My new normal: Vanessa Coffey

As told to Frances Hedges
·5-min read
Photo credit: Courtesy of Vanessa Coffey
Photo credit: Courtesy of Vanessa Coffey

From Harper's BAZAAR

In normal circumstances, my job involves… going on set to oversee intimate content, which covers scenes with nudity, partial nudity, simulated sex or other forms of physical intimacy, for television and film productions. Beforehand, I will have had conversations with the producer, director, wardrobe team, first assistant director and the relevant actors about the intimate scenes that will be shot, and talked through precisely how they envisage these scenes. We also discuss where they fit into the overall narrative between the characters, any concerns the performers might have about the way the scene is to be shot, what kinds of modesty garments or barriers might be required, and the rehearsal process. I’m then on set for a pre-shoot rehearsal, during which the actors remain clothed and we walk through the precise choreography, followed by the actual shoot day to ensure the process is working as it should – that way, there are no surprises. It’s very much like fight choreography for film and television – we’re working to protect the actors and crew, but in this case emotionally as well as physically.

Since March, the biggest change to my day-to-day work has been… having to convert the talks I usually give on good intimacy practice to suit the online world. It’s no bad thing, really – rather than travelling and increasing my carbon footprint, I’ve been forced to think creatively about how to bring the world of intimacy to life using online platforms. Of course, there has also been a change in the way productions look at intimate scenes – the role of the intimacy co-ordinator is becoming increasingly recognised and valued by the film and television industry as a result of the #MeToo movement. Since March, there has been more preparation time, more discussion about keeping actors safe, more frequent conversations about where in the schedule these scenes should sit and a greater focus on carrying out risk assessments.

I’m adapting to working remotely by… setting up a positive space in my home from which I can do my online prep work. I didn’t give much thought to that before – I would typically grab my script, a pen and some paper, and go somewhere quiet to do my reading and phone calls. Now, I have bought a beautiful Japanese-style screen so that I can work from the bedroom and face the garden, while feeling I’m in a separate mental ‘zone’ for my work. Also, if I need to jump on a face-to-face call, I don’t have to worry that my pyjamas might be visible behind me!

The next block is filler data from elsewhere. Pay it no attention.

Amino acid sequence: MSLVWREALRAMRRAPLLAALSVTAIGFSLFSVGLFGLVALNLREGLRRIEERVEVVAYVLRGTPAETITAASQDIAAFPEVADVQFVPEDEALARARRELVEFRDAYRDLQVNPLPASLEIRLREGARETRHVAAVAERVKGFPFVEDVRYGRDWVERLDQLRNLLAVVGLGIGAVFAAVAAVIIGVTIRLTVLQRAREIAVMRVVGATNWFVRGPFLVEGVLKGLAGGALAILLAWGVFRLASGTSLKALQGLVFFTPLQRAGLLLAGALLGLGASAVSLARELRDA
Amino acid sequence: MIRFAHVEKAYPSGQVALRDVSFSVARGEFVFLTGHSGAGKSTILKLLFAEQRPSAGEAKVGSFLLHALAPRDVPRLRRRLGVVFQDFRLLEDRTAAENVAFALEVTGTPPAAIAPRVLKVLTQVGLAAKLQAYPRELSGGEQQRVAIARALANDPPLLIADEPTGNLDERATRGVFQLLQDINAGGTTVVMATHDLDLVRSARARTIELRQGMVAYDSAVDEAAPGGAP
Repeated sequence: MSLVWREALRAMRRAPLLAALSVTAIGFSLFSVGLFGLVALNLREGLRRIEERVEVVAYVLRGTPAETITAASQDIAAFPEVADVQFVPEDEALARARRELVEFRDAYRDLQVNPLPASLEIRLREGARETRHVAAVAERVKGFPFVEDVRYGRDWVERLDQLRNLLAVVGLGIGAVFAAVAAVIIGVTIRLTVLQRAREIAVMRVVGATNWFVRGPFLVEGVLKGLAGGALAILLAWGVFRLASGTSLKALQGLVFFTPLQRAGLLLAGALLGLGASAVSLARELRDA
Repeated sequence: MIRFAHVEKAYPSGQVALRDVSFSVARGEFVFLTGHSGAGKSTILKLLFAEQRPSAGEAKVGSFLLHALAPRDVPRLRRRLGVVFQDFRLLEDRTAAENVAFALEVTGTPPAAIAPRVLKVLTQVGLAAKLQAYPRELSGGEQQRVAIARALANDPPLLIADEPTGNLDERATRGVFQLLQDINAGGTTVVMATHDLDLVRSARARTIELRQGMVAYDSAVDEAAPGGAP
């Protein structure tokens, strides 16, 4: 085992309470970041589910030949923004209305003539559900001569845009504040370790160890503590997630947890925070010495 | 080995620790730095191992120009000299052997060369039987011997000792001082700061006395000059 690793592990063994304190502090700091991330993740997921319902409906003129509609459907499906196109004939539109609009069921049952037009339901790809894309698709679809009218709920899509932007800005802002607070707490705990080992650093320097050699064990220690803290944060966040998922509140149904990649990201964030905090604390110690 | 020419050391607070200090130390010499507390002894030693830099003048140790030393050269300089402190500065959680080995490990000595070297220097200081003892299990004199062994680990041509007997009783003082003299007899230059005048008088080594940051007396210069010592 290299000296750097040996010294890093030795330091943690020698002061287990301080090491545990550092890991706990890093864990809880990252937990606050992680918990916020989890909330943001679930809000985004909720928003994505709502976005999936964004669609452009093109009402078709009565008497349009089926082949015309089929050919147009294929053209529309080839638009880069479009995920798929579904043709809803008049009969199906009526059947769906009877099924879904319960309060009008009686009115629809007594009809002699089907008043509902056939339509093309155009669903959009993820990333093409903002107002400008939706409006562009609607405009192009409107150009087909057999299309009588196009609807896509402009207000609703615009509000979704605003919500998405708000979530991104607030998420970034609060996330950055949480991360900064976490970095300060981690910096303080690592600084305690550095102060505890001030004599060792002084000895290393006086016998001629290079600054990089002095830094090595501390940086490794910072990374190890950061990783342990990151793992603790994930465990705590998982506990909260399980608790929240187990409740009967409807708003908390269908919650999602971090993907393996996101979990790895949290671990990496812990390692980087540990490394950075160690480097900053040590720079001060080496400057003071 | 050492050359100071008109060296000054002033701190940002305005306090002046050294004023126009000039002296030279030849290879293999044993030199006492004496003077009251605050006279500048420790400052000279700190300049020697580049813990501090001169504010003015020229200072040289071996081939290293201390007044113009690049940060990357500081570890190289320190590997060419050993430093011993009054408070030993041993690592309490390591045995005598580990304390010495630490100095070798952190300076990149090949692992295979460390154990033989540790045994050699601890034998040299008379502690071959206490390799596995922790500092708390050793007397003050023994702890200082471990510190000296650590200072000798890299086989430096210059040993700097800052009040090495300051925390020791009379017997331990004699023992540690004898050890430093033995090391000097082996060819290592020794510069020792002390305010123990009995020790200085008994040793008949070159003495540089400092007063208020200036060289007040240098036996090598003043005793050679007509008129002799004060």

The recent innovation I’m most proud of is… the work itself. The whole process of intimacy co-ordination remains very new, and many in the industry are still getting their heads around what it is and why it’s necessary. I’m really proud that people are starting to understand that once actors have boundaries that have been clearly communicated, they become a lot more creative because they know the parameters in which they’re operating. It means the actor can step away from what they’ve done that day and feel proud of the work they have undertaken, while being able to go back to their own, very separate intimate lives.

The most significant challenge has been… getting across the point that this role helps to facilitate truly brave work and can enhance the overall authenticity of a production. During their training, actors are encouraged to reflect on what their character might do in certain situations by analysing the text. They explore how their character might walk and talk, but rarely think about intimacy aspects – which are, of course, a big part of who we are and the choices we make. I think there used to be a perception that in my role, I might try to prevent intimate acts taking place in the way productions want them shot, or get in the way of an actor’s authentic response to the material. Ironically, because of Covid and the clear contribution I make to health-and-safety precautions on set, my role is now starting to be understood as one that safely and effectively facilitates these pivotal scenes and helps to realise the vision behind them.

For me, leadership during a crisis means… calmly steering the ship while communicating effectively and demonstrating respect, empathy and authenticity.

My role model for crisis management is… Jacinda Ardern, the Prime Minister of New Zealand. I watched an interview with her recently in which she was being asked about her country’s Covid response, and during the interview an earthquake started. She remained calm and collected, and continued with the interview, pausing only to acknowledge that things might be seen moving behind her. I aspire to that level of calm in a crisis.

The three most important values that will see my business through adversity are… open communication, respect and kindness. If we let fewer people get away with toxic behaviour in the workplace that has been tolerated simply because they are a ‘name’, or do great work at the expense of others, we will rightly see fewer such people thrive.

The biggest change I hope we’ll see in my industry post-crisis is… for the use of an intimacy co-ordinator to become standard practice whenever scenes of an intimate nature are taking place in television, film or in the theatre, and for us to be viewed as regular crew members, working in conjunction with other heads of department on the production.

The one thing I can’t wait to do when all this is over is… travel to see my mum, dad and friends in Australia, and give them a really big (consensual!) hug.

You Might Also Like